The Nuvi 3790LMT is obviously based on the Nuvi 3790T, and charges an extra $50 for the lifetime subscriptions; a bargain considering the cost of even one map upgrade. The beautiful touchscreen, rotatable portrait of landscape layout and revamped menus make this a favorite here at GPSLodge. the lower priced 3760LMT doesn't offer the 3-D building view or the voice activated controls, but still offers a lot of top end features.

More on the Garmin Nuvi 3790 LMT (List $499) and the Garmin Nuvi 3760 LMT (List $449) at the Garmin Website. These are currently listed for Pre-order at the Garmin website.

Scott Martin at Permalink | Comments (1) | social bookmarking

October 28, 2010

Garmin Approach S1 - Golf's Smallest Golf GPS

Garmin_Approach_S1_Golf.jpg

Garmin has announced the new Garmin Approach S1; a watch like golf GPS that tells you the limited information that is important to golfers, namely how far it is to the green. With yardage to the front, middle and back of the green from your vantage point, users should be able to better select a club and see their percentage of shots on the green in regulation go up.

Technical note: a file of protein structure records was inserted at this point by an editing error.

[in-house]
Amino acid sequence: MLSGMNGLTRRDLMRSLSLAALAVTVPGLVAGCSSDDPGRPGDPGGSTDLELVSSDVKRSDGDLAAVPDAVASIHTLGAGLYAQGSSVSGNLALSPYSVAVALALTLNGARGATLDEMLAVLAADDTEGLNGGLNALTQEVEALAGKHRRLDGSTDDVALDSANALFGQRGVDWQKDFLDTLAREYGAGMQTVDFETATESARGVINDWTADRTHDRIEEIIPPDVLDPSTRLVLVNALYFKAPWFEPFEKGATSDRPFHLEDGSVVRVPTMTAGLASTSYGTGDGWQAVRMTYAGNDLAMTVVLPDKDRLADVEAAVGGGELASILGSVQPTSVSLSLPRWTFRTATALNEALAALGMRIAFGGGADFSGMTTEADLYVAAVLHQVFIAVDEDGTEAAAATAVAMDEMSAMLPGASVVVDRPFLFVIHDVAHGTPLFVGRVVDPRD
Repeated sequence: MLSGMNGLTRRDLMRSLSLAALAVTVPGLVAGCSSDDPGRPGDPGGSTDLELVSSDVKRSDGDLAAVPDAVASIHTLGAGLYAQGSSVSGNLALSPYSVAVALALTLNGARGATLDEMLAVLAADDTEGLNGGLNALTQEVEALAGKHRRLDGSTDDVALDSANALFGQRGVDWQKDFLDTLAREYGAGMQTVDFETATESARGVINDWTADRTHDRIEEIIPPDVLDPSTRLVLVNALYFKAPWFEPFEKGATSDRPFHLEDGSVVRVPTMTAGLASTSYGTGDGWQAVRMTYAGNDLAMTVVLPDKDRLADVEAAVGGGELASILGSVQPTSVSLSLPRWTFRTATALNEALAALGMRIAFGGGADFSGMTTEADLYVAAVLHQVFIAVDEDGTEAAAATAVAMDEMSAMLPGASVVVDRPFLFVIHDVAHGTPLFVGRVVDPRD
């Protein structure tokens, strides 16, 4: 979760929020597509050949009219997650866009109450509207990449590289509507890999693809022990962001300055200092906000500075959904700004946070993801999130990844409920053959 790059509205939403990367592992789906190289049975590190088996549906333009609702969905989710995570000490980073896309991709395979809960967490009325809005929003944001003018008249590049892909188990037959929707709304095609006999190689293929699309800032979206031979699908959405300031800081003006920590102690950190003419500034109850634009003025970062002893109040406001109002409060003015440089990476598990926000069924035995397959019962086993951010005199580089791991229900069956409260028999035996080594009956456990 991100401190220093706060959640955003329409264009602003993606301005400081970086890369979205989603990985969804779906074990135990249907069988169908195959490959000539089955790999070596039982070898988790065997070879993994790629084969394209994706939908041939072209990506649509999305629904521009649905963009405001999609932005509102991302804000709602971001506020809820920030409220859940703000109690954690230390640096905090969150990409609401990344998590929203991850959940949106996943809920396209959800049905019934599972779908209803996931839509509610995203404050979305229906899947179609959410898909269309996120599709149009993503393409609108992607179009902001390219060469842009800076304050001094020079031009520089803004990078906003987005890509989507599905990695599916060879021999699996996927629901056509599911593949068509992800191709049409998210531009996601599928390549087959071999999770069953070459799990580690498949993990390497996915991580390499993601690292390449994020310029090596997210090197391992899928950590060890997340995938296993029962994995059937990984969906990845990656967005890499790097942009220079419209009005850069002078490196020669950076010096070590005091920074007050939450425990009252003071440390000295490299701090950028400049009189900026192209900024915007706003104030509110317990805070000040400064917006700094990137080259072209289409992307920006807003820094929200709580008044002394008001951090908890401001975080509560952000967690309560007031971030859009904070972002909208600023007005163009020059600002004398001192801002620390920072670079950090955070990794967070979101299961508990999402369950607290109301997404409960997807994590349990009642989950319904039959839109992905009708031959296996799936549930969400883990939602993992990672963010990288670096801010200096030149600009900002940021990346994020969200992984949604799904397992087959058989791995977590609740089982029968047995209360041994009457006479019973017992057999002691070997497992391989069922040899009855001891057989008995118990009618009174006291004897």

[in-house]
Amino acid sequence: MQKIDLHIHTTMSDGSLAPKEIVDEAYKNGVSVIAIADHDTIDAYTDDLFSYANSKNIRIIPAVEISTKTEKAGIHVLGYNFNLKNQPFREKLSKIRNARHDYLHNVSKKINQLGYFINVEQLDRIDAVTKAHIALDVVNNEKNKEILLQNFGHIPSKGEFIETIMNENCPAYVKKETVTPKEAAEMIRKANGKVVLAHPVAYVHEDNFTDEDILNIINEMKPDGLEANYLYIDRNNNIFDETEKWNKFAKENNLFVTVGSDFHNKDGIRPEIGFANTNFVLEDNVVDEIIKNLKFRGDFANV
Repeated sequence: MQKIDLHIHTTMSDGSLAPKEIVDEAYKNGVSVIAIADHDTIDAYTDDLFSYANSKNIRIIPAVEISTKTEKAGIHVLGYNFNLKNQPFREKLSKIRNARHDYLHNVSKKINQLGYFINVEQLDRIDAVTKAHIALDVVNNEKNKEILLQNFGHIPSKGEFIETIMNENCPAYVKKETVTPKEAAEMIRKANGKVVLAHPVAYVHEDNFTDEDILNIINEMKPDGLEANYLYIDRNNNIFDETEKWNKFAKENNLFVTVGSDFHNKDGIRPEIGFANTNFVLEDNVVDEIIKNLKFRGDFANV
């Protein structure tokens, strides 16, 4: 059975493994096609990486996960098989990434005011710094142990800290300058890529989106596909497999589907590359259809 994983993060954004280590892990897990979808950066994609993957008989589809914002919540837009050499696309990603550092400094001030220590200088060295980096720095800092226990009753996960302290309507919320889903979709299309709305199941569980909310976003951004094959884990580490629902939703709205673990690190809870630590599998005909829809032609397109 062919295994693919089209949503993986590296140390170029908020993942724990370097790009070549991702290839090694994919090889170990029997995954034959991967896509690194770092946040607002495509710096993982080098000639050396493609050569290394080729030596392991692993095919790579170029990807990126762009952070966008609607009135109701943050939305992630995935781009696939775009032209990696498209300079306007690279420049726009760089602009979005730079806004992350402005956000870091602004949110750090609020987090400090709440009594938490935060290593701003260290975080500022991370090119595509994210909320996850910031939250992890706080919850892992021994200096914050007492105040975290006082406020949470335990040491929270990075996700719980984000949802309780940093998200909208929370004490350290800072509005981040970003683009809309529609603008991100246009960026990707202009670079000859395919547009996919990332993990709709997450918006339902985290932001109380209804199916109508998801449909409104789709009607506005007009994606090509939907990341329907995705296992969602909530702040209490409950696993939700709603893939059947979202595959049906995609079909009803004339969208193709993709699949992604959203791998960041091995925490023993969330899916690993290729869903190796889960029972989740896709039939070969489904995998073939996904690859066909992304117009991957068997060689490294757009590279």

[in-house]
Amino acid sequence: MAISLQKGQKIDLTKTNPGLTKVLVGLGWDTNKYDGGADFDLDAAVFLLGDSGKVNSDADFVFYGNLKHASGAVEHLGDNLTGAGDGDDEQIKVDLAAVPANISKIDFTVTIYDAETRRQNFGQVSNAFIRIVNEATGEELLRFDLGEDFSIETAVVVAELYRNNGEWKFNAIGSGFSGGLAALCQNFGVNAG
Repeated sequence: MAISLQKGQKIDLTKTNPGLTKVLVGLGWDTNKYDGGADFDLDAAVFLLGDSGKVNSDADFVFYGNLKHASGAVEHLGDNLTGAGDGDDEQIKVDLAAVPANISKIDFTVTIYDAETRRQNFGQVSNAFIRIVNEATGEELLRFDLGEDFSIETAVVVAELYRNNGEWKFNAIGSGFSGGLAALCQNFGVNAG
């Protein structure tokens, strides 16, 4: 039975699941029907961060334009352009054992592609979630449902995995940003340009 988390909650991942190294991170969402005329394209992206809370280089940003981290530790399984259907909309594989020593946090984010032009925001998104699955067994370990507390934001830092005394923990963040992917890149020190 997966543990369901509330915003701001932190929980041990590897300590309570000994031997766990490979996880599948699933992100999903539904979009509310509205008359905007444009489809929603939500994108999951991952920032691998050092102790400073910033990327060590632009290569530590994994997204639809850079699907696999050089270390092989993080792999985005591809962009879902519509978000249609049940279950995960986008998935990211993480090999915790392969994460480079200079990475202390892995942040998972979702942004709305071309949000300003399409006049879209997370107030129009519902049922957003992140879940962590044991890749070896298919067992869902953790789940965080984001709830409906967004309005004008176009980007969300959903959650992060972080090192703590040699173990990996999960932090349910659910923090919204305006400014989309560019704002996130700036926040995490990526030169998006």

While it leaves behind the maps that you find on the Garmin Approach G5, you do get over 14,000 golf courses pre-loaded on the Approach S1; impressive. The other thing that is impressive is that it only weighs 1.8 ounces; it is hardly there.

Street Price is $249 - More information at Garmin on the Garmin Approach S1

Full press release is below.......

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Scott Martin at Permalink | Comments (1) | social bookmarking

Garmin Halloween Vehicle Icons at the Garmin Garage

GarminHalloweenIcons.jpg

The Garmin Garage has a lot of options for customizing your Nuvi's vehicle icons. The Garmin Garage started a few years back offering icons other than the standard ones that come with the Garmin units. They have one for just about any occasion, and if they don't you can recommend one for them to create.

Head over to the Garmin Garage for the Halloween Bundle of icons to see the full Halloween bundle of six icons, and load them up and enjoy the season a bit more. They are easy to download and install, just check out Garmin's directions for how to install new vehicle icons.